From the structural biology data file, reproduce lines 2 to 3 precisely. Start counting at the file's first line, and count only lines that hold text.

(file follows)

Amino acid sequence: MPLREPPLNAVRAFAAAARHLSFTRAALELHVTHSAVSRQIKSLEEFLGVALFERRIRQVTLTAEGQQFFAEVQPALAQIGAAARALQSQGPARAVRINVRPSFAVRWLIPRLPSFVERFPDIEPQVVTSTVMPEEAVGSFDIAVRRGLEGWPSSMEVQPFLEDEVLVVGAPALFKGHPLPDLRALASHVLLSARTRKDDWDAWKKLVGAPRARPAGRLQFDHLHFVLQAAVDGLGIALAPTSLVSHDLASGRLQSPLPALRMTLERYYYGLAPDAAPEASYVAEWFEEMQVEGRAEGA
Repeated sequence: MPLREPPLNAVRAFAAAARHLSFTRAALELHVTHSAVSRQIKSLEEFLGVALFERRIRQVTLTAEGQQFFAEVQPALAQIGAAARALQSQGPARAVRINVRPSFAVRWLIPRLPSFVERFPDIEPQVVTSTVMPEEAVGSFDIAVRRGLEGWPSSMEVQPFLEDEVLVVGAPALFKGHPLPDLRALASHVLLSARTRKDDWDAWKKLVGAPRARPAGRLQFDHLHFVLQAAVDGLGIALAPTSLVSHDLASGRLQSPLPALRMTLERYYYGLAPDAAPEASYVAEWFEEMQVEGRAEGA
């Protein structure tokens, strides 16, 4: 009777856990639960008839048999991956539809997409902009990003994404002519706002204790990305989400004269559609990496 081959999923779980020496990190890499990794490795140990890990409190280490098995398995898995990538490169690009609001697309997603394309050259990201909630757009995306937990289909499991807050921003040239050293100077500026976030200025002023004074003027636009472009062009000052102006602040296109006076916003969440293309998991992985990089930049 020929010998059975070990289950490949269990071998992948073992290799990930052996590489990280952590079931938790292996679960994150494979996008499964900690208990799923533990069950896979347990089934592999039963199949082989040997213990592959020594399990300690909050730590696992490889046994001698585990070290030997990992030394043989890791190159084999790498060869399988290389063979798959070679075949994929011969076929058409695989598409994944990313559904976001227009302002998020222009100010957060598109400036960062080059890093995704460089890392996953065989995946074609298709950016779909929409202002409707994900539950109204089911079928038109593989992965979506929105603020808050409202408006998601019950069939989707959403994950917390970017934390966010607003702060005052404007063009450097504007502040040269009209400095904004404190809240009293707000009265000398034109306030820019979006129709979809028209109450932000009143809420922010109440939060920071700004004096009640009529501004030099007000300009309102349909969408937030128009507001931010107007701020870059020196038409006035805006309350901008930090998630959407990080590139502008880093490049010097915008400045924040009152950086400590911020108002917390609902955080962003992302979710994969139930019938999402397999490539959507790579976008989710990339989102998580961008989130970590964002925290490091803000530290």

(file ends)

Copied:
Repeated sequence: MPLREPPLNAVRAFAAAARHLSFTRAALELHVTHSAVSRQIKSLEEFLGVALFERRIRQVTLTAEGQQFFAEVQPALAQIGAAARALQSQGPARAVRINVRPSFAVRWLIPRLPSFVERFPDIEPQVVTSTVMPEEAVGSFDIAVRRGLEGWPSSMEVQPFLEDEVLVVGAPALFKGHPLPDLRALASHVLLSARTRKDDWDAWKKLVGAPRARPAGRLQFDHLHFVLQAAVDGLGIALAPTSLVSHDLASGRLQSPLPALRMTLERYYYGLAPDAAPEASYVAEWFEEMQVEGRAEGA
């Protein structure tokens, strides 16, 4: 009777856990639960008839048999991956539809997409902009990003994404002519706002204790990305989400004269559609990496 081959999923779980020496990190890499990794490795140990890990409190280490098995398995898995990538490169690009609001697309997603394309050259990201909630757009995306937990289909499991807050921003040239050293100077500026976030200025002023004074003027636009472009062009000052102006602040296109006076916003969440293309998991992985990089930049 020929010998059975070990289950490949269990071998992948073992290799990930052996590489990280952590079931938790292996679960994150494979996008499964900690208990799923533990069950896979347990089934592999039963199949082989040997213990592959020594399990300690909050730590696992490889046994001698585990070290030997990992030394043989890791190159084999790498060869399988290389063979798959070679075949994929011969076929058409695989598409994944990313559904976001227009302002998020222009100010957060598109400036960062080059890093995704460089890392996953065989995946074609298709950016779909929409202002409707994900539950109204089911079928038109593989992965979506929105603020808050409202408006998601019950069939989707959403994950917390970017934390966010607003702060005052404007063009450097504007502040040269009209400095904004404190809240009293707000009265000398034109306030820019979006129709979809028209109450932000009143809420922010109440939060920071700004004096009640009529501004030099007000300009309102349909969408937030128009507001931010107007701020870059020196038409006035805006309350901008930090998630959407990080590139502008880093490049010097915008400045924040009152950086400590911020108002917390609902955080962003992302979710994969139930019938999402397999490539959507790579976008989710990339989102998580961008989130970590964002925290490091803000530290």